Most people who sign up for Disney+ are already familiar with Disney’s content, and they subscribe for the family-friendly content, Disney, Star Wars and Pixar movies, and premieres like Hamilton and Mulan. The company doesn’t “need” to offer a free trial to attract subscribers. Netflix, which is constantly adding new content, offers a vast array of content appealing to wide global audiences. As a result of the pandemic, they saw huge increases in traffic during the pandemic, so they don’t need to offer free trials either. Regardless, this adaptation to the pandemic was disappointing to see.

Going in the opposite direction, Apple TV+, which launched in November 2019, has extended its free trial through the end of January. People who have purchased an Apple product in the last year were getting free subscriptions anyway, but this extends their subscription by a few months. This also provides an incentive for others who want to try Apple TV+ extra time to do so without paying subscription fees.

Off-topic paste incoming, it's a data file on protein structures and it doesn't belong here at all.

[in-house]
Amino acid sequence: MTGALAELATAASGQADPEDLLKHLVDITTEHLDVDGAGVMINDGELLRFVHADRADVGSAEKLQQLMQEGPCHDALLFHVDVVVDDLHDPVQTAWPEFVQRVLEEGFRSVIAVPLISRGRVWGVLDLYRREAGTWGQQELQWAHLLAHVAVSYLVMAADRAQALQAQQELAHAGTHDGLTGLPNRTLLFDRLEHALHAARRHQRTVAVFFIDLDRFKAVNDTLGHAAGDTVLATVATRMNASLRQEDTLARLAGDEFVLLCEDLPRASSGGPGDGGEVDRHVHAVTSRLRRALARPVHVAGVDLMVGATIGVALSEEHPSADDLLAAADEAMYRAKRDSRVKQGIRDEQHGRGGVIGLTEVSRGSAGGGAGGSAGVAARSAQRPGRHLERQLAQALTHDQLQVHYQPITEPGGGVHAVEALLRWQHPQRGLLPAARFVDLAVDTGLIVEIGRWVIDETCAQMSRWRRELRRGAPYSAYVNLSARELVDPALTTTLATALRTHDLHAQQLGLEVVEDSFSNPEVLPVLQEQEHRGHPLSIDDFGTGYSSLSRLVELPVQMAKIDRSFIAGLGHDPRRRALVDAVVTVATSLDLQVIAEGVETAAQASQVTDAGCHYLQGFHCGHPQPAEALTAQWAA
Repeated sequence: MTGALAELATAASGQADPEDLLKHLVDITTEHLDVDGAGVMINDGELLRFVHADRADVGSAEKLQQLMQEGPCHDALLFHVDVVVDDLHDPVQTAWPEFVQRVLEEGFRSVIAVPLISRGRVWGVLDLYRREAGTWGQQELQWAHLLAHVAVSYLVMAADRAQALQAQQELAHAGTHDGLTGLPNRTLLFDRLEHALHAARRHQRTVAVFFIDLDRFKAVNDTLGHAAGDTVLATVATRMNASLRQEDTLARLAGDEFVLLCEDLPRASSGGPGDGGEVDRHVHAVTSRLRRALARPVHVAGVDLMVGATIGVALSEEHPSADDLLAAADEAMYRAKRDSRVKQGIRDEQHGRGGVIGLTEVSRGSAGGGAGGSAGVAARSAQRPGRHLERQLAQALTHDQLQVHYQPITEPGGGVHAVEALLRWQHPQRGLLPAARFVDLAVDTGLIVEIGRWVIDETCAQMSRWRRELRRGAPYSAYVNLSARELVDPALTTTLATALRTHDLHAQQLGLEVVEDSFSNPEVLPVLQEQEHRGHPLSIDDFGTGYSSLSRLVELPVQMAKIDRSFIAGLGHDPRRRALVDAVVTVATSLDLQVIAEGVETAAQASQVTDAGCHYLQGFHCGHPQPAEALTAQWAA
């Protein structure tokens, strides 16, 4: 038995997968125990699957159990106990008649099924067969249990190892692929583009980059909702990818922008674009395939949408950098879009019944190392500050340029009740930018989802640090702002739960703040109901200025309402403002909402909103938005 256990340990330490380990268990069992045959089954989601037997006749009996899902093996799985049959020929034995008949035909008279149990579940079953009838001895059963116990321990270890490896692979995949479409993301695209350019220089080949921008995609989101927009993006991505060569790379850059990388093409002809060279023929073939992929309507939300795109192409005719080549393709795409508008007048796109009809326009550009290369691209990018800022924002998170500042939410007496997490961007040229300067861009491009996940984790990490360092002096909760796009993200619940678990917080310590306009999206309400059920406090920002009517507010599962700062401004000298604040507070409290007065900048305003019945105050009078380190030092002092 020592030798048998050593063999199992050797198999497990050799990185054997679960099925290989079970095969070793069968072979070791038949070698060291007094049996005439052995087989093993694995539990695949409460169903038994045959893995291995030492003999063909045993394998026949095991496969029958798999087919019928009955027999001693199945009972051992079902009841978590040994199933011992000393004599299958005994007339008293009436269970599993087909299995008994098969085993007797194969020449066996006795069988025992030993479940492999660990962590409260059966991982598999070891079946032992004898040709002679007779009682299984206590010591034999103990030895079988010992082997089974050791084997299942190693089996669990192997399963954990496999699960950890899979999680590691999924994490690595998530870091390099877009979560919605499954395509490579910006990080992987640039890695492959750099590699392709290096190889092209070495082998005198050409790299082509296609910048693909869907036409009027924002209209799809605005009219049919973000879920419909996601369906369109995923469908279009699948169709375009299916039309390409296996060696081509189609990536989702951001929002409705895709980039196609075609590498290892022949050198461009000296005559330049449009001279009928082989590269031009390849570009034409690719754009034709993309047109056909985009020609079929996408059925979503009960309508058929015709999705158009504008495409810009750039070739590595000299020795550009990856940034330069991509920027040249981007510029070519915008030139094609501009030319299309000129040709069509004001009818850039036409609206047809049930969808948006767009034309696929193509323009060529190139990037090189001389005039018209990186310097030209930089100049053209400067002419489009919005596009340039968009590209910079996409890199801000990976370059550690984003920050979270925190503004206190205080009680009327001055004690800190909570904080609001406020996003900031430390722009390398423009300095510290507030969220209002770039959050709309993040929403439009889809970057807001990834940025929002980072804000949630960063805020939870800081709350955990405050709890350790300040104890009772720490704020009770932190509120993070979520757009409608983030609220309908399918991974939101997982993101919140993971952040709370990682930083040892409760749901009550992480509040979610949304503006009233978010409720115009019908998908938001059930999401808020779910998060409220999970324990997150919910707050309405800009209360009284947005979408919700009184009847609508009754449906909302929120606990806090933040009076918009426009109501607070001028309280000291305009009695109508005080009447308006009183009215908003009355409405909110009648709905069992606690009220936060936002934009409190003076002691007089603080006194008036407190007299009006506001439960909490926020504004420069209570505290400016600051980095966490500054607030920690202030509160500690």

The takeaway here: expanding your free trials as a gesture of goodwill can increase the number of potential subscriptions to your company, but taking them away is a business decision that must be carefully considered before implemented.

Since the pandemic hit the U.S., consumer habits have changed, including how we watch subscription TV. Here we look at trends and the future.

In part 2 of “10 Ways Subscription Companies Have Adapted to the Pandemic,” we’ll look at food delivery subscription services, news organizations providing free COVID information in front of the paywall, Amazon’s operational changes to keep up with consumer demand, the huge growth in pet subscriptions, and Google’s funding of more than 5,300 newsrooms through their Journalism Emergency Relief Fund.